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Right-Hand-Drive! 1967 Dodge Charger

Who remembers “The Dodge Rebellion” commercials from the 1960s? That’s when Chrysler stepped up its game to attract more youthful buyers to its products and Dodge led the way as the “performance division” of the company. The new-for-1966 Charger was one of those cool cars, built as a fastback on the B-body platform. This second-year Charger is unique in that it has a right-hand drive, but that was added after the fact and not from the factory. As an unfinished restoration project, this nifty Charger is sitting in a garage in Chambersburg, Pennsylvania, and waiting for someone with $29,900 to take it home here on craigslist. Another great tip from Mitchell G.!

With its swoopy lines and seating for four, the 1966-67 Charger was like an oversized Ford Mustang Fastback. First-year sales topped 35,000 units, which was encouraging, yet demand dropped by more than half to nearly 16,000 copies in 1967. Dodge stuck with the car and the redesign for 1968 finally helped send sales through the roof – more than 92,000 units in 1969 alone!

This ’67 Charger has a bit of an interesting story. Not long after it was built, it found its way to New Zealand where the then-owner decided it should be converted to right-hand-drive, which is exactly what happened. This isn’t a Dodge that was built for the export market but one that was modified for it later. The seller believes this to be a kind-of-a-kind Charger, but there are no records that would tell you otherwise.

Fast-forward to 2006 and a friend of the seller bought the car at auction at one of the big car shows in Carlisle, Pennsylvania. It had been somewhat restored at the time with a 440 cubic inch V8 replacing the original 383. The TorqueFlite automatic transmission may still be original to the Dodge. So, the car went to the new buyer’s garage to await some further work for it to be of show quality. Sadly, that never happened, and the owner passed away, leaving it to a friend to help sell it for his widow.

The body and paint look good (from what we can tell) and there are no signs of rust. For the pieces that have been disassembled, they’ve been labeled to help with the reconstruction process. To sweeten the deal, a 5X10’ enclosed trailer will come with the car although we don’t see the connection unless all the parts are stored inside that transport. The odometer reads 50,000 miles, but it broke some time ago so who knows what the true mileage is? How cool would it be to have the one-half Dodge Charger to tool around in?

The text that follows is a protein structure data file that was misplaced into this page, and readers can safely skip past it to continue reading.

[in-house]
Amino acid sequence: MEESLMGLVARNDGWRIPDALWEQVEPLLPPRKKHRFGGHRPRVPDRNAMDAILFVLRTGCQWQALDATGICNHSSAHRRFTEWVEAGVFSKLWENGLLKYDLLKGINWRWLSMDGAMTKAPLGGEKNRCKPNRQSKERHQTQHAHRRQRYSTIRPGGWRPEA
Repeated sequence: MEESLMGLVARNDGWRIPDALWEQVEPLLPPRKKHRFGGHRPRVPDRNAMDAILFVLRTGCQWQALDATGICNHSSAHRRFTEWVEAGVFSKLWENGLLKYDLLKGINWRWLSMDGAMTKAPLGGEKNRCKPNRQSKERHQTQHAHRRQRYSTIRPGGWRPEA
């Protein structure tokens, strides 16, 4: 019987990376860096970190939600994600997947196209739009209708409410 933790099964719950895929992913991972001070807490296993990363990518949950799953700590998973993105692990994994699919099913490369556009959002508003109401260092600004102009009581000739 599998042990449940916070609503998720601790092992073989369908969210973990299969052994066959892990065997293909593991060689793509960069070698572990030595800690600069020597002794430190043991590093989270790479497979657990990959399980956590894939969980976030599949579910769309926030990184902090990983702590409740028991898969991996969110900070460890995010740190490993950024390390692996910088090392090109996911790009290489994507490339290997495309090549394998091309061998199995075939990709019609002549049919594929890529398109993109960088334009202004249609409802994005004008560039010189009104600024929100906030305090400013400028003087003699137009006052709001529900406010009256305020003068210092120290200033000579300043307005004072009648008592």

Comments

  1. HoA Howard A Member

    A RHD, well, shiver me timbers, this ought to make those English blokes feel right at home, OR, one heck of a letter carrier. I read, many US cars were switched to RHD by outside companies, a Charger seems like an unlikely candidate, but here you go. With millions of miles( over 3 million in a truck alone) in a LHD vehicle, I can say without reservation, I’d have a tough time with RHD. This really is an unusual find.
    I sure do remember the “Dodge Rebellion” girl, Pamela Austin. She portrayed the “damsel in distress”, always saved by a Dodge, I think. Pretty corny, but by 1968, Dodge felt she was more popular than the car, and replaced her and it became “Dodge Fever”. My old man HATED those commercials, or any “rebellion” of any kind. It’s one reason why we never got along.

    Like 23
    • King Creole

      Joan Parker to Cheryl Miller, both very pretty girls. Back in the days when you could show a pretty girl on a commercial and not have it questioned.

      Like 16
      • Pat P.

        Brie Larson is pretty(Nissan).

        Like 10
      • HoA Howard A Member

        Ah, the “Nissan” girl. I don’t watch movies, but I think she’s a big star in one of those disemboweling mutant films,,,so popular today.

        Like 5
    • $ where mouth is

      Wow !
      11 on 1-10 cool
      too bad about the wrong side of the road thing
      ” one heck of a letter carrier ” lol =D
      nice one H.A.

      The inspiration for the 68-9 Torino .. hmmm

      Like 1
    • Michael Stuart Noyes